The impact of antibiotic usage on the efficacy of chemoimmunotherapy is contingent on the source of tumor-reactive T cells
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Michal P. Kuczma1,6, Zhi-Chun Ding1, Tao Li2, Tsadik Habtetsion1, Tingting Chen1, Zhonglin Hao1, Locke Bryan3, Nagendra Singh4, James N. Kochenderfer5 and Gang Zhou1
1Georgia Cancer Center, Augusta University, Augusta, Georgia, USA
2Department of Oncology and Surgery, General Hospital of Ningxia Medical University, Yinchuan, Ningxia Province, PR China
3Hematology/Oncology, Georgia Cancer Center, Augusta University, Augusta, Georgia, USA
4Department of Biochemistry and Molecular Biology, Augusta University, Augusta, Georgia, USA
5Experimental Transplantation and Immunology Branch, National Cancer Institute, Bethesda, Maryland, USA
6Current/Present address: Institute for Biomedical Sciences, Georgia State University, Atlanta, Georgia, USA
Gang Zhou, email: GZHOU@augusta.edu
Keywords: antibiotics; intestinal microbiota; cyclophosphamide; chimeric antigen receptor; adoptive T-cell therapy
Received: September 12, 2017 Accepted: November 26, 2017 Published: December 05, 2017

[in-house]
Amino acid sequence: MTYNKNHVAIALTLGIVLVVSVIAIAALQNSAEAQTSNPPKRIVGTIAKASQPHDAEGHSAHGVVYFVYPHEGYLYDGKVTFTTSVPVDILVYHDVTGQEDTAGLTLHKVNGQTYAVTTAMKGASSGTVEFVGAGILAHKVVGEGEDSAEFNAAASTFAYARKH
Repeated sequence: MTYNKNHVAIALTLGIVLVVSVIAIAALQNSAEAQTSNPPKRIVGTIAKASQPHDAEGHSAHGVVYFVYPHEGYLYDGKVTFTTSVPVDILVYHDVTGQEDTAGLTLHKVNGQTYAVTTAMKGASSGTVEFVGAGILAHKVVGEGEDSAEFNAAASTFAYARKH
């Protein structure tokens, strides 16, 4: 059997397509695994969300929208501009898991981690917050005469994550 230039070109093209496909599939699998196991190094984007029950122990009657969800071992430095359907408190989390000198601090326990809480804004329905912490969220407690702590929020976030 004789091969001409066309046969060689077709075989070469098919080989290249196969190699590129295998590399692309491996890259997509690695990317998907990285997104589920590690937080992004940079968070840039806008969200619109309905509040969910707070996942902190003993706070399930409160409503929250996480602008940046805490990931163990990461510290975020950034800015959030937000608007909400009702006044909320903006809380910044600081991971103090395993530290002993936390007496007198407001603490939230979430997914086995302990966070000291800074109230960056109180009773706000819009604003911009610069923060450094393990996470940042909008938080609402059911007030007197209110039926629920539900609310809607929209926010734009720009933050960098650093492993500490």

In recent years the combined use of chemotherapy and immunotherapy, collectively termed chemoimmunotherapy, has emerged as a promising treatment option for patients with cancer. Antibiotics are commonly used to reduce infection-related complications in patients undergoing chemotherapy. Intriguingly, accumulating evidence has implicated gut microbiota as a critical determinant of host antitumor immune responses, raising the question as to whether the use of broad-spectrum antibiotics would invariably diminish tumor response to chemoimmunotherapies. We investigated the impact of antibiotics on the therapeutic outcomes of cyclophosphamide (CTX) chemotherapy and adoptive T-cell therapy (ACT) where CTX was used as the host-conditioning regimen in mice. We show that antibiotic prophylaxis dampened the endogenous T cell responses elicited by CTX, and reduced the efficacy of CTX against B-cell lymphoma. In the ACT setting, antibiotics administration impaired the therapeutic effects of adoptively transferred tumor-specific CD4+ T cells in mice with implanted colorectal tumors. In contrast, long-term antibiotic exposure did not affect the efficacy of ACT using CD19-targeting chimeric antigen receptor (CAR) T cells in mice with systemic B-cell lymphoma, although it correlated with prolonged CAR expression and sustained B-cell aplasia. Our study demonstrates that chemoimmunotherapies may have variable reliance on intestinal microbiota for T cell activation and function, and thus have different sensitivities to antibiotic prophylaxis. These findings may have implications for the judicial use of antibiotics in cancer patients receiving chemoimmunotherapies.
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